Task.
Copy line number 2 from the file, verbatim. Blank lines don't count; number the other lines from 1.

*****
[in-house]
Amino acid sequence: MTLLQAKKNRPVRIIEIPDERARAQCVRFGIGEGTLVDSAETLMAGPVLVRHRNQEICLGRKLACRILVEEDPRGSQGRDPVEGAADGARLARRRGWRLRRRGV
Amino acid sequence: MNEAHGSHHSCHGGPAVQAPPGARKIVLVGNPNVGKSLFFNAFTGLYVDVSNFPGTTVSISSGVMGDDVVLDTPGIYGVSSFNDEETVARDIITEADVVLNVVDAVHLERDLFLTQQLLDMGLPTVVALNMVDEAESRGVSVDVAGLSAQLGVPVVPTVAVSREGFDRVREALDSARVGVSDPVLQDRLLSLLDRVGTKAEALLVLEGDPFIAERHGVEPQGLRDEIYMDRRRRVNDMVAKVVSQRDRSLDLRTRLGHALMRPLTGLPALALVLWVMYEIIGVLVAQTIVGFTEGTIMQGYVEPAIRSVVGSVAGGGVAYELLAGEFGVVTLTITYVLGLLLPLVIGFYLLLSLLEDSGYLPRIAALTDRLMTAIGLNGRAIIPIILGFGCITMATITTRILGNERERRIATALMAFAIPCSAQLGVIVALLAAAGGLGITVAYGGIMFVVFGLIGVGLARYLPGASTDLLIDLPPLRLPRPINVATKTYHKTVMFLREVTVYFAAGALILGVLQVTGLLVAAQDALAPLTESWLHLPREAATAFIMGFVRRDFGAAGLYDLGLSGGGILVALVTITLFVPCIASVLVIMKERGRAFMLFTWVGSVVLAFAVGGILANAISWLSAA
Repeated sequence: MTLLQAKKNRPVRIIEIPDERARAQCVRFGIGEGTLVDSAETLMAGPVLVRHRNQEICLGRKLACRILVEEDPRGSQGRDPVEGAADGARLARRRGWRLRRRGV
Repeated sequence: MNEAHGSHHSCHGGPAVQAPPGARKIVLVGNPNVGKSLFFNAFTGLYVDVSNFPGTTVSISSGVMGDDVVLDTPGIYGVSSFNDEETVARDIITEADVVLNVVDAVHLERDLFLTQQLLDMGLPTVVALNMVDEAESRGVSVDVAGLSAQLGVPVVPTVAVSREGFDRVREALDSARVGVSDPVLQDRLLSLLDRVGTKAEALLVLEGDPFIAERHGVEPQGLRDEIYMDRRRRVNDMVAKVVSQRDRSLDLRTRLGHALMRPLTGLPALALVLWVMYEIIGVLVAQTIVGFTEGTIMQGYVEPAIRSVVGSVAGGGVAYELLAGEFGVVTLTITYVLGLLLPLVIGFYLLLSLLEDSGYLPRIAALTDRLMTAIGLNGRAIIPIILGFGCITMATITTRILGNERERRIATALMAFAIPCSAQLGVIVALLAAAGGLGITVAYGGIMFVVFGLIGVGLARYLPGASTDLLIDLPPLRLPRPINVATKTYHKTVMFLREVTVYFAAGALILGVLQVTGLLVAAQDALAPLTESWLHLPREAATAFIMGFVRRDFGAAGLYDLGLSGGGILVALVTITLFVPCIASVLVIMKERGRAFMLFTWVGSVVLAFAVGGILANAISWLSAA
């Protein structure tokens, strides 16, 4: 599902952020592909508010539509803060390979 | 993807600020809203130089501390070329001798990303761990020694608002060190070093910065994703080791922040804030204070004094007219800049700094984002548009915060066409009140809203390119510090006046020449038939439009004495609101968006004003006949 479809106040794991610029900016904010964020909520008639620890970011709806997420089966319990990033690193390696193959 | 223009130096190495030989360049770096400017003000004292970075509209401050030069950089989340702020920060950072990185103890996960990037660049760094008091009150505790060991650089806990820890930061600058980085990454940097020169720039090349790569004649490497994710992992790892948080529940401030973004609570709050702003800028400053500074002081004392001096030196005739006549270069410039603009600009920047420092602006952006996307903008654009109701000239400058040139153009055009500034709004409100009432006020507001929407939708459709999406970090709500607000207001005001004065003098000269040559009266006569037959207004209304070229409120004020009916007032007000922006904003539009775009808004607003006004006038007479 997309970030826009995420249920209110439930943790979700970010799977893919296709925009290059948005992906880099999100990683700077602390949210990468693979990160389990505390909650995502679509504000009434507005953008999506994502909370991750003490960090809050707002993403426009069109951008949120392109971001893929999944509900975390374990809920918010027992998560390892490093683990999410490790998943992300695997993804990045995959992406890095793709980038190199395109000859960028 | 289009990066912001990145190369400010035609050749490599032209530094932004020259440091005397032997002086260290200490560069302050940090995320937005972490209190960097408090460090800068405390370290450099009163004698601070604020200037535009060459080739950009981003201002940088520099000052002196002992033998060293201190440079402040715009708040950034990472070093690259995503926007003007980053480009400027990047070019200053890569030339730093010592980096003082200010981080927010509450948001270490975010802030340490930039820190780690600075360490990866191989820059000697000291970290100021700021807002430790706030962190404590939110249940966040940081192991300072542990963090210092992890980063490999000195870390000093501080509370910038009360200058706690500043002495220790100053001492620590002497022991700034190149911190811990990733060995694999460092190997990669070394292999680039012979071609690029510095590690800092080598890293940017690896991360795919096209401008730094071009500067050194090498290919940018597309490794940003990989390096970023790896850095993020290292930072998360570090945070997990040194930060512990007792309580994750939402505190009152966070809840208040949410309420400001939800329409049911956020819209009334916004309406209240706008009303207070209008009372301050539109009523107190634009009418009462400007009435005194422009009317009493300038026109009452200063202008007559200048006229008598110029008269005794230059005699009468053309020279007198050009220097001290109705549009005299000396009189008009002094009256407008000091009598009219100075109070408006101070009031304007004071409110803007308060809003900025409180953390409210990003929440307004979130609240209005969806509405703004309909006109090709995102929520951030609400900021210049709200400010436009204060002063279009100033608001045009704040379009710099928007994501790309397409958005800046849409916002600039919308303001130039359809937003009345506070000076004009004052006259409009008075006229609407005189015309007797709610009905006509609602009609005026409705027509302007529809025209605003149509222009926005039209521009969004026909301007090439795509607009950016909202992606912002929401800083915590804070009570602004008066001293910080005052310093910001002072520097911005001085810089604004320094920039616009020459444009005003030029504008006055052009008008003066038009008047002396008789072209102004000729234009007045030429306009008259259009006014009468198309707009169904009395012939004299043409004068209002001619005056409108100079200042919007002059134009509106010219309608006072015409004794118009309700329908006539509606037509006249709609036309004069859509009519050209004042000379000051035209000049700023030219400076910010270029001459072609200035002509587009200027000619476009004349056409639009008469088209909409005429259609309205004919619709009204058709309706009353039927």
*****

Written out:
Amino acid sequence: MTLLQAKKNRPVRIIEIPDERARAQCVRFGIGEGTLVDSAETLMAGPVLVRHRNQEICLGRKLACRILVEEDPRGSQGRDPVEGAADGARLARRRGWRLRRRGV